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Hello I am having trouble with using dynamic arrays within a class. I am instructed that "the class VectorDouble will have a private member variable for a dynamic array of doubles." I am only as far as writing the header file for this program, but I have not gotten past that. This class needs to be able to double in size once it has reached capacity. Here is my code:

#include <iostream>
using namespace std;

// VectorDouble class header file
class VectorDouble
{
    public:
    // constructor for an empty vector of type double
        VectorDouble();
    // constructor that take an int argument for an integer size of and array
        VectorDouble(int initial_size);
    // copy constructor
        VectorDouble(VectorDouble &object);
    // destructor to return dynamic memory to the freestore
        ~VectorDouble();
    // overloaded operator = for VectorDouble class
        VectorDouble& operator =(const VectorDouble &source);
    // overloaded operator == for VectorDouble class
        friend bool& operator ==(const VectorDouble &this_vector,
                                 VectorDouble &other_vector);
    // adds a new element at the end of the array
        void push_back();
    // returns allocated size of VectorDouble dynamic array
        int capacity();
    // returns used size of the VectorDouble object
        int size();
    // allocates a specified block of memory for specified number of double
    // type values
        void reserve(int new_reserve);
    // changes the size of the dynamic array
        void resize(int new_size);
    // returns the value at the specified index
        double value_at(int index);
    // changes the value at the specified index to double value d
        void change_value_at(double d, int index);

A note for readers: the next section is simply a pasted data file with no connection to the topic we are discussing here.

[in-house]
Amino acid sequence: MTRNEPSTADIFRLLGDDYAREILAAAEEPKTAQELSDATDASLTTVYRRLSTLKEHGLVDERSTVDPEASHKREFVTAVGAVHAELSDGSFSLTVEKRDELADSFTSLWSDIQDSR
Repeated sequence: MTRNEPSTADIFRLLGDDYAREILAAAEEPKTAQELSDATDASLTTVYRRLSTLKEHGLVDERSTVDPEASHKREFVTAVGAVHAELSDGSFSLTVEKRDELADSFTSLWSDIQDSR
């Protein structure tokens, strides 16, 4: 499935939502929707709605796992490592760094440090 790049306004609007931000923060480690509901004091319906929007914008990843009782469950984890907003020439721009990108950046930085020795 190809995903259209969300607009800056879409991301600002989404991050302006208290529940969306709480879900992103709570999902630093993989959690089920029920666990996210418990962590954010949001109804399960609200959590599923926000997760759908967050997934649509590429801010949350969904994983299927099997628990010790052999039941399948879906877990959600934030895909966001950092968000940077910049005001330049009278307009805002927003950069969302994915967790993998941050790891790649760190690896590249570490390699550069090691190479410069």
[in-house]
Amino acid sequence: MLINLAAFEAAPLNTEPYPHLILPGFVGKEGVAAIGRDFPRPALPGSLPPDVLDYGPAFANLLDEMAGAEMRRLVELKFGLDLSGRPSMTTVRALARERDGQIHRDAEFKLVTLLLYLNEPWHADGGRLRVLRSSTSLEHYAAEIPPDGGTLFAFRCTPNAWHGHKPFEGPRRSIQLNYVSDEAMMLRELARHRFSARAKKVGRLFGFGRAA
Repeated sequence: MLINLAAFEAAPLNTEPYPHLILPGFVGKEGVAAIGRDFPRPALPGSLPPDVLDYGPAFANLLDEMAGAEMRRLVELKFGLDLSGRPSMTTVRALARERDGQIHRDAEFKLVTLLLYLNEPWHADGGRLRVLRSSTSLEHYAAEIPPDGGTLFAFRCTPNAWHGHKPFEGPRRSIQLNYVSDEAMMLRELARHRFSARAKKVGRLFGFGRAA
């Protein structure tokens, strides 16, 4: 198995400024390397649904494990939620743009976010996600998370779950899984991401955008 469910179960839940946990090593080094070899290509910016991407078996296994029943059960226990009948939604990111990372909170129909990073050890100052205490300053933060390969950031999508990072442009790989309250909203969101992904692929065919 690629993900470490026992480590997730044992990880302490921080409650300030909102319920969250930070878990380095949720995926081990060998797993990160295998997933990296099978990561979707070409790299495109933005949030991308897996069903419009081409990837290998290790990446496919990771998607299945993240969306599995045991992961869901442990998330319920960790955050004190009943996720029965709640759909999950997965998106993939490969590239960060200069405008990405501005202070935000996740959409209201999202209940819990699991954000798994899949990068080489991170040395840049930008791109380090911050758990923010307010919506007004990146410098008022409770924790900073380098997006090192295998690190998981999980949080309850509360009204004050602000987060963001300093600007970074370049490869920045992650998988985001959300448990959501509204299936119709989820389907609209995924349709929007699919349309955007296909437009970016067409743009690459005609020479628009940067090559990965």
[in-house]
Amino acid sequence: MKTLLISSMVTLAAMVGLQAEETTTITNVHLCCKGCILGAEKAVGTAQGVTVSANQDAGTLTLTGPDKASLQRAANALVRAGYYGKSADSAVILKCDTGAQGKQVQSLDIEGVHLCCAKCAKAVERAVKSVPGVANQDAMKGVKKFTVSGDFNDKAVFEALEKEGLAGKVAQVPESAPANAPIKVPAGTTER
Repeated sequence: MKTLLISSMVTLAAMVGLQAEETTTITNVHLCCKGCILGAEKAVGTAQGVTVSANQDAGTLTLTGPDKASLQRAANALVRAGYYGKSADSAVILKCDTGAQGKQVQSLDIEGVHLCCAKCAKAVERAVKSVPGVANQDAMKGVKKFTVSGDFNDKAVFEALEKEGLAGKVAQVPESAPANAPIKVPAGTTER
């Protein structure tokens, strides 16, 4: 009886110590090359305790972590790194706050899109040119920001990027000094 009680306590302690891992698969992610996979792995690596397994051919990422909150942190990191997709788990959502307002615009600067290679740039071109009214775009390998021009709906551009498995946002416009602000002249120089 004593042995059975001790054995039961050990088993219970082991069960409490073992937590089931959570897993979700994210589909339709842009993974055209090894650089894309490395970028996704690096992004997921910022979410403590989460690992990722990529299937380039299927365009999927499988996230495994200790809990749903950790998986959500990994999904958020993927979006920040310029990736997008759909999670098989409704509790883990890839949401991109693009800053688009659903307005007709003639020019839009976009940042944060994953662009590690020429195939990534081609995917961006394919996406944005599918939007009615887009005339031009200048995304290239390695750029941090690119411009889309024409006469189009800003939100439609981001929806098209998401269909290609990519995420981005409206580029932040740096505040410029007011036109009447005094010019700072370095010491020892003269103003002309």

private:

        int count;
        int max_count;
        int index_pointer;
        *index_pointer = new double[100]; 

}; 

The errors I am getting are all on this line:*index_pointer = new double[100];

  • `new' cannot appear in a constant-expression

  • ISO C++ forbids declaration of `index_pointer' with no type

  • ISO C++ forbids initialization of member `index_pointer'

  • making `index_pointer' static

  • invalid in-class initialization of static data member of non-integral type `int*'

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1  
Is this homework or excercise? Otherwise I would simply recommend using std::vector<double> instead of providing your handrolled class. –  πάντα ῥεῖ Nov 20 '12 at 19:30
    
Yes it is homework, I have learned how to use vectors, but we are supposed to use dynamic arrays to make a class similar to vectors but with the type double only. –  nszejna Nov 20 '12 at 19:33
    
@g-makulik "I'm instructed that..." sounds like homework. So I think they are learning RAII in C++, including writing a copy constructor and stuff. –  leemes Nov 20 '12 at 19:33
    
The code should be double* index_pointer; no '*index_pointer = new double[100];' –  andre Nov 20 '12 at 19:33

2 Answers 2

up vote 5 down vote accepted

Your pointer needs a type. Change that line to

double* index_pointer;

And in your constructor add the line

index_pointer = new double[100];

And so on for your other constructors and assignment operator.

But this is also a naming conflict because you have another private int member named index_pointer. I'm not sure what that member is for, but if you do actually need it then you'll have to name it or the pointer something else.

Remember to delete[] index_pointer; in your destructor.

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In case you need to supply this class as surrogate for std::vector<double> because you can't use STL in your environment or simply asked to implement this as an excercise, this answer will probably solve your problem. –  πάντα ῥεῖ Nov 20 '12 at 19:34
    
Oh so only the pointer is in the private section then the part where the array is created is in the constructor? –  nszejna Nov 20 '12 at 19:35
    
@user1678621 No. The problem is that you'll have to declare index_pointerin the 1st place. Creating the array dynamically happens in the constructor code, yes. –  πάντα ῥεῖ Nov 20 '12 at 19:39

You should use std::vector<double>.

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1  
this is obviously homework to implement a naive vector<double>, so I doubt that's an option –  Jacob Abrahams Nov 20 '12 at 19:31
    
Maybe, but he never said that. If not an option, then he will not use it :) - Now I see it's a homework, but otherwise vector is the answer. –  matthew3r Nov 20 '12 at 19:34

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